The best way to achieve this would be to save the data as an R data file using either save() or saveRDS():
# option 1
# option 2
df <- readRDS("data2.Rds")
This doesn't seem like a great task for regex--even your pattern would miss very close typos like COWID-19 or potential OCR mistakes like C0VID-I9. Instead, I'd suggest using the stringdist package to do fuzzy matching, perhaps stringdist::afind to find approximate matches of "COVID-19". You can read a bit about it here.
This will let you select ...
Wouldn't remove similar looking observations unless you have a strong reason to do so. By deleting similar looking observations you may be adding bias into the underlying distribution responsible for generating the data.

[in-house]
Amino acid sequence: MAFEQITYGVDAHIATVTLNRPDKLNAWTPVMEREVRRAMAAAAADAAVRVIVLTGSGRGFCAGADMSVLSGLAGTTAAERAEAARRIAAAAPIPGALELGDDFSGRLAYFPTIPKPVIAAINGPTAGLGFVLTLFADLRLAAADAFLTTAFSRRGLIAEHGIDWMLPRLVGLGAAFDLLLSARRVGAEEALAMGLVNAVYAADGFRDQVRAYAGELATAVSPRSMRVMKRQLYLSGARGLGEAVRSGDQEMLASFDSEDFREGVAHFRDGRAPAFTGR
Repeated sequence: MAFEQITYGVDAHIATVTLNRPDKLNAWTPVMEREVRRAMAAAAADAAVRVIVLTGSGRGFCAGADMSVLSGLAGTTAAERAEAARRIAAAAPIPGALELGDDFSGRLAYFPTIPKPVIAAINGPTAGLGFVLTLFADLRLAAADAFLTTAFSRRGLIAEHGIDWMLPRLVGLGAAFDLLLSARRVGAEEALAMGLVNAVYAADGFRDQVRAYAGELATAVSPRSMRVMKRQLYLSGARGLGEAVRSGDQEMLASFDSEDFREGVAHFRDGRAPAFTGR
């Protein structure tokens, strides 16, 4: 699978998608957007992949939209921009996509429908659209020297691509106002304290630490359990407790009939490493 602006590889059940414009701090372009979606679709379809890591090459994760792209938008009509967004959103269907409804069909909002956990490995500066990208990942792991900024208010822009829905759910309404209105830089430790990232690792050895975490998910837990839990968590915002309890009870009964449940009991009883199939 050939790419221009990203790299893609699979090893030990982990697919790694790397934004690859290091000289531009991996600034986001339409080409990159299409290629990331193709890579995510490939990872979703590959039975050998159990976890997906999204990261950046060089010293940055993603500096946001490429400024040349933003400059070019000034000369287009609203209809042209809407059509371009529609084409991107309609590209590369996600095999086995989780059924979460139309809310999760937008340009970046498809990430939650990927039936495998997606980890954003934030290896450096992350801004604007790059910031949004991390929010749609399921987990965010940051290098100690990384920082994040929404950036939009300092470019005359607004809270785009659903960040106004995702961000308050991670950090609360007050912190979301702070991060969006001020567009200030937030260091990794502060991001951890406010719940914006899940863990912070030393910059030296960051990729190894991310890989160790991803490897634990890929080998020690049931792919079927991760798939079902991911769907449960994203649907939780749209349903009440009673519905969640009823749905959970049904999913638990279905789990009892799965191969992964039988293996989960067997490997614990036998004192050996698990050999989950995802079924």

Your model may be misled into learning a biased distribution and that may affect final performance.
To start with use the entire dataset as ...
Below are two functions using my favorite packages:
The first one shows a scatterplot of every column against the target column
The second one shows the correlation of every column with the target column, with confidence intervals (I found how to do that with ggplot here).
scatterplot <- function(...